Fighting Agrotox &
Latin America is drowning in his waste. For politicians, waste disposal is not an issue that can score points in the elections. This goes to the extent that, for example, when the capital Brasilia was being planned, a rubbish dump site was simply forgotten. Many citizens are also disrespectful when it comes to their rubbish collection and only realise the problem when the company goes on strike. Environmental education in schools is non-existent. Recycling in most countries only works in places where private initiatives have been set up.
For instance, in the fishing village of Campinhos, the Rio Pardo on one side and the ocean current on the other washing loads of plastic into the mangroves. There, determined women clean the mangroves and try to stem the flood of rubbish.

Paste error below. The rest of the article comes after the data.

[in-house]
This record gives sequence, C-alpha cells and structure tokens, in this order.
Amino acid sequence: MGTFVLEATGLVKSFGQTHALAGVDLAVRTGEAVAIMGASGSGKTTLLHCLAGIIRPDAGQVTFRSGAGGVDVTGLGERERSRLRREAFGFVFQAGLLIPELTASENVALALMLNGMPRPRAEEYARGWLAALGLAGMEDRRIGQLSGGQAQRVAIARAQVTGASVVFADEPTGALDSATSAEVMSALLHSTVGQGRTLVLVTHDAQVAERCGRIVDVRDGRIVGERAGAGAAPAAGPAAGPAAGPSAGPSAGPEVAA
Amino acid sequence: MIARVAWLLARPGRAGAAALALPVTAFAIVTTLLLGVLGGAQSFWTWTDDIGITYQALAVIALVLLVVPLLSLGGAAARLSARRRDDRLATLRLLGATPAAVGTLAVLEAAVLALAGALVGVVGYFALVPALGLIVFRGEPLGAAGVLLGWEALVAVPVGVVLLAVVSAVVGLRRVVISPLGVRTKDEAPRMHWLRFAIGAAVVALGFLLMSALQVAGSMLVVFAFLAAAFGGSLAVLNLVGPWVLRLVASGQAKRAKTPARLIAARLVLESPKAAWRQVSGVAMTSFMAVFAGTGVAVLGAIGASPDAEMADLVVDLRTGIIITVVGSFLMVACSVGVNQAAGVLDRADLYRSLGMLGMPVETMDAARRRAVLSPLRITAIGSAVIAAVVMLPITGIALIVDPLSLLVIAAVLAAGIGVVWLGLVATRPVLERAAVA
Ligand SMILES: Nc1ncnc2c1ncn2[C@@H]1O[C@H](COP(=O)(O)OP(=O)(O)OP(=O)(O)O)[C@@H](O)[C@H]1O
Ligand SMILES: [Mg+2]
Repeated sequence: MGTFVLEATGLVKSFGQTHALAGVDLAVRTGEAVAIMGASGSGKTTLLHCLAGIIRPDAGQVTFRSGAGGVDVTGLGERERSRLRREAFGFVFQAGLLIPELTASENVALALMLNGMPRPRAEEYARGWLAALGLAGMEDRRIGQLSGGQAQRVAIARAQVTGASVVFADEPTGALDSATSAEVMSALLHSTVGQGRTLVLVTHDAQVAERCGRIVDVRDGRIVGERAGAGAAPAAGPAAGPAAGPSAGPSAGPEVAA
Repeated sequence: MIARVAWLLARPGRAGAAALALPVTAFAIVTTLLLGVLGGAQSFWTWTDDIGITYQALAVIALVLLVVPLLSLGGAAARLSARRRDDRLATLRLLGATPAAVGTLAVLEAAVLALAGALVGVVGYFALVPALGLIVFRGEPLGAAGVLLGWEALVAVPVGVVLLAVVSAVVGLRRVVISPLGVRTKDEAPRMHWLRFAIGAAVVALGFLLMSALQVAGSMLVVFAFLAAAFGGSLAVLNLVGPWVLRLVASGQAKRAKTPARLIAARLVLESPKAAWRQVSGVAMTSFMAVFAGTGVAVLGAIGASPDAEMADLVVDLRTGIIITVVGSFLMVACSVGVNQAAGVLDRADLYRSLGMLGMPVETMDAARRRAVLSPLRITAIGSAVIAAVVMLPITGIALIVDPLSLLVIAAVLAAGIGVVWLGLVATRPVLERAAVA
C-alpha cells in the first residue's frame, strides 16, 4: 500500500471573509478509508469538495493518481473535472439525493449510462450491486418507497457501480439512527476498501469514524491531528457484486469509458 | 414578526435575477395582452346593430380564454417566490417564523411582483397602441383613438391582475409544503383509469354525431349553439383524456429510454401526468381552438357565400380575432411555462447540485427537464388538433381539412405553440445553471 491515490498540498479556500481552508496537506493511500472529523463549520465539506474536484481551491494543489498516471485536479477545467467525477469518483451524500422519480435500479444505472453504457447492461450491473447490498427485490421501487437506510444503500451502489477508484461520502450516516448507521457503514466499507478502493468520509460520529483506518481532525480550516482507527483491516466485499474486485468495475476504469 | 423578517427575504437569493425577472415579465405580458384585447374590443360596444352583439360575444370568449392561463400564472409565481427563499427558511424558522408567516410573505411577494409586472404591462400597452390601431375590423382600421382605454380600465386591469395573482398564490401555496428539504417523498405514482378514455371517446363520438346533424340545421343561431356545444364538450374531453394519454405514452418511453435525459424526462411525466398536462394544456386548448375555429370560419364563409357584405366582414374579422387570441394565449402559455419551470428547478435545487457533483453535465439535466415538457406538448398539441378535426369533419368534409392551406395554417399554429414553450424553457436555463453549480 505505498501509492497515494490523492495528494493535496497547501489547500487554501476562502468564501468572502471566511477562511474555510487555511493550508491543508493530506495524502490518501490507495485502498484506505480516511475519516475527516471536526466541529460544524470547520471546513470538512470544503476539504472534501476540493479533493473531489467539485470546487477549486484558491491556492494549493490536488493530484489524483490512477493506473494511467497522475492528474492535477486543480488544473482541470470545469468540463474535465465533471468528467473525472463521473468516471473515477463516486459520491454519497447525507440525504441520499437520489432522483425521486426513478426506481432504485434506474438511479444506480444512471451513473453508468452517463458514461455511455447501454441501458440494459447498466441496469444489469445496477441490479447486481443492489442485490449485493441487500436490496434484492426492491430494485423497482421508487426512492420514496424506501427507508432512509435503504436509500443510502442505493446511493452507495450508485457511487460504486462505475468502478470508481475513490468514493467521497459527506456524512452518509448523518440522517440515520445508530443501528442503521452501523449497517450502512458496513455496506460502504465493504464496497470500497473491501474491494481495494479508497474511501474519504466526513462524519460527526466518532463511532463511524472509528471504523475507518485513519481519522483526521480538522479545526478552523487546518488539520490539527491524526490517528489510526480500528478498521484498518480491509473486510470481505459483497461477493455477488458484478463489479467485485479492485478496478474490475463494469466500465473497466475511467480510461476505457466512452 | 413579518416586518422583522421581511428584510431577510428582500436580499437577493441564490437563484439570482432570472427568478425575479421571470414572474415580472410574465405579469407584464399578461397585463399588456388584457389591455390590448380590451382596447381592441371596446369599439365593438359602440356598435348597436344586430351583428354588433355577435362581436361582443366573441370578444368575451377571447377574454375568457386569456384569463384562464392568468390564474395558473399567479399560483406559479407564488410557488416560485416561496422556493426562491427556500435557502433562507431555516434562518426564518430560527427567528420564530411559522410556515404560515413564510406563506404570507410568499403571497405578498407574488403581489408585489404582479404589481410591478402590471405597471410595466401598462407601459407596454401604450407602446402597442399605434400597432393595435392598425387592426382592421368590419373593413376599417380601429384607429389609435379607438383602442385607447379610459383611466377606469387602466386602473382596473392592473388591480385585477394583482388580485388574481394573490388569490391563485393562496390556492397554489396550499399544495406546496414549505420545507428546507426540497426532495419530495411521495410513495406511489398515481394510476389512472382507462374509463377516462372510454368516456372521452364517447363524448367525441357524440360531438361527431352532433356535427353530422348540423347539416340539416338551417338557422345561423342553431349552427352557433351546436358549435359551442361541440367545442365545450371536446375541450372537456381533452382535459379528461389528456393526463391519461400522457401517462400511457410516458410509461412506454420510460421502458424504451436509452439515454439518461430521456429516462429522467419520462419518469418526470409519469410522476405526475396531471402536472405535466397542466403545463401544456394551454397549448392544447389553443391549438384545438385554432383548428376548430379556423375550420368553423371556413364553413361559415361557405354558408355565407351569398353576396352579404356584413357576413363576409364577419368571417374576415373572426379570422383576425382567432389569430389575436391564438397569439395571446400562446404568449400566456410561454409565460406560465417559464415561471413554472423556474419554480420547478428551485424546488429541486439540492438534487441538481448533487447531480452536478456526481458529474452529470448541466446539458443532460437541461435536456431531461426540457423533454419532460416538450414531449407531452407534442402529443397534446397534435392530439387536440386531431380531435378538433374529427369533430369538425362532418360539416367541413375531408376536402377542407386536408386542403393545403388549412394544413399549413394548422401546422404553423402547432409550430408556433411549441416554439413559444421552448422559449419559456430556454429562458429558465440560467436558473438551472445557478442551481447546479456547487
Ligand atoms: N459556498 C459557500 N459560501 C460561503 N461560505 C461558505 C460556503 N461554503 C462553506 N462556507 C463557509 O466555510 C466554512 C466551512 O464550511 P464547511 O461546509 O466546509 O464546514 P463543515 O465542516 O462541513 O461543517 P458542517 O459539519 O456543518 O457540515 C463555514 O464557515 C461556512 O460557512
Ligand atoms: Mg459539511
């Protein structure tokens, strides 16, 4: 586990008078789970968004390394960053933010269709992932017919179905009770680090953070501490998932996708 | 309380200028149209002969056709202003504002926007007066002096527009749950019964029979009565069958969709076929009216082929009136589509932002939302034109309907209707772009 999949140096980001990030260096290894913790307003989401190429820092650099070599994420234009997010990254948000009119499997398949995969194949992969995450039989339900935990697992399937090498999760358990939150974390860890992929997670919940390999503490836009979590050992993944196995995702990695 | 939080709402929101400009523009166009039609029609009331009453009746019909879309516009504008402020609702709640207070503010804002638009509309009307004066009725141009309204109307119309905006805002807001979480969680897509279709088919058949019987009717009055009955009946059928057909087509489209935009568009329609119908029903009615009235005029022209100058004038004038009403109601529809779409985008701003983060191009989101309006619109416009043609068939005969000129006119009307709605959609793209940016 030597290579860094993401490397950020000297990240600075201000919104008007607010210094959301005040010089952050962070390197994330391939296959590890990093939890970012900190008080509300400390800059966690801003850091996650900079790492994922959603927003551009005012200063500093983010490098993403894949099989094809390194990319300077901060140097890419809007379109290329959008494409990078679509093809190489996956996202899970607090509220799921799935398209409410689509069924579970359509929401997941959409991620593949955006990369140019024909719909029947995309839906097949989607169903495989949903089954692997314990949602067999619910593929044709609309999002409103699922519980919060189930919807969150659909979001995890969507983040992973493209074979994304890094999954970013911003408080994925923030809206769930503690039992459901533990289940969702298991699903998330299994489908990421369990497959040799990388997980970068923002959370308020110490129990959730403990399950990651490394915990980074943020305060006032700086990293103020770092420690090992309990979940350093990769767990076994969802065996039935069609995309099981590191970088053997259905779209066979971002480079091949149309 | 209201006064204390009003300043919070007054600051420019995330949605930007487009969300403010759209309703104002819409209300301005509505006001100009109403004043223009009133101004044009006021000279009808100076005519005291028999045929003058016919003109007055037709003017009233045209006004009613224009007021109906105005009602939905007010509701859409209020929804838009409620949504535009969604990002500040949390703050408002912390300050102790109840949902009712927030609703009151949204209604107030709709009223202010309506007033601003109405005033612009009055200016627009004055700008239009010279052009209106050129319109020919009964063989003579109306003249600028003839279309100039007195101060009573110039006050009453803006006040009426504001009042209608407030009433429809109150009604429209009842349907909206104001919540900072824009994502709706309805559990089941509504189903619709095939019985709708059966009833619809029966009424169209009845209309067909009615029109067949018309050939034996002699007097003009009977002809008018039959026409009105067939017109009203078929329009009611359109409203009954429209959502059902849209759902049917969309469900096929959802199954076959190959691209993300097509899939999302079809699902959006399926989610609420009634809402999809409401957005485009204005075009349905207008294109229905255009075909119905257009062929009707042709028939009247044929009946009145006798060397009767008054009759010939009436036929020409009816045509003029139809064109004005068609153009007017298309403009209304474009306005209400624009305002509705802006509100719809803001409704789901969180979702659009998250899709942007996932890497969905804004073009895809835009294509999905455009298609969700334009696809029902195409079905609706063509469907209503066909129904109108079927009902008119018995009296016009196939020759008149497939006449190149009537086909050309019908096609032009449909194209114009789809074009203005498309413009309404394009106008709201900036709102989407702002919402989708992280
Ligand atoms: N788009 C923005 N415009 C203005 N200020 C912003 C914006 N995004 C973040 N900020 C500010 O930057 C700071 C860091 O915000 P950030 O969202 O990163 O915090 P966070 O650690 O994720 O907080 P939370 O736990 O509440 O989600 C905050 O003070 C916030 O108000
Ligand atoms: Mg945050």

Brazil has a far more complex problem of waste management with its rivers. Numerous industries have settled along their courses - plantations or mines, for example. Pesticides, heavy metals and other toxins seep into the groundwater or are cheaply and improperly "parked" in retention basins. In times of climate change, such basins burst due to heavy rains, and toxic avalanches make their way into the rivers, poisoning lives for hundreds of kilometres. This is what happened in Brumadinho in 2019 and on the Rio Pardo in 2022.
On the island of Roatan, off the coast of Honduras, most people belong to the black minority. The central government in faraway Tegucigalpa hardly cared about this Caribbean island. Rubbish and sewage became more and more of a problem as tourism increased. A few local environmentalists took on the problem - and even defeated Coca Cola in the process.